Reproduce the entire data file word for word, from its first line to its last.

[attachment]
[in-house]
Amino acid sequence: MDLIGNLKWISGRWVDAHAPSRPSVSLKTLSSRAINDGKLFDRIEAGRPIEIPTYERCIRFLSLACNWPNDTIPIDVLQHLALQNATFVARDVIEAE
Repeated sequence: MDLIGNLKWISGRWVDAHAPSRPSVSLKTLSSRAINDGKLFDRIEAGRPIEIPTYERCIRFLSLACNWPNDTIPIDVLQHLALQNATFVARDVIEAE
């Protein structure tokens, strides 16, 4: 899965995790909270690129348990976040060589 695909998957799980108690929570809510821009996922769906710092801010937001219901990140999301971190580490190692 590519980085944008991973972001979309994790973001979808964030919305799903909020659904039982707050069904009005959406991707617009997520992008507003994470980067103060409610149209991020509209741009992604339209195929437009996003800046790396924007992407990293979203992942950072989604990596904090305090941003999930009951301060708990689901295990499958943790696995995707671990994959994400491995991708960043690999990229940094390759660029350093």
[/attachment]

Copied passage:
[in-house]
Amino acid sequence: MDLIGNLKWISGRWVDAHAPSRPSVSLKTLSSRAINDGKLFDRIEAGRPIEIPTYERCIRFLSLACNWPNDTIPIDVLQHLALQNATFVARDVIEAE
Repeated sequence: MDLIGNLKWISGRWVDAHAPSRPSVSLKTLSSRAINDGKLFDRIEAGRPIEIPTYERCIRFLSLACNWPNDTIPIDVLQHLALQNATFVARDVIEAE
């Protein structure tokens, strides 16, 4: 899965995790909270690129348990976040060589 695909998957799980108690929570809510821009996922769906710092801010937001219901990140999301971190580490190692 590519980085944008991973972001979309994790973001979808964030919305799903909020659904039982707050069904009005959406991707617009997520992008507003994470980067103060409610149209991020509209741009992604339209195929437009996003800046790396924007992407990293979203992942950072989604990596904090305090941003999930009951301060708990689901295990499958943790696995995707671990994959994400491995991708960043690999990229940094390759660029350093």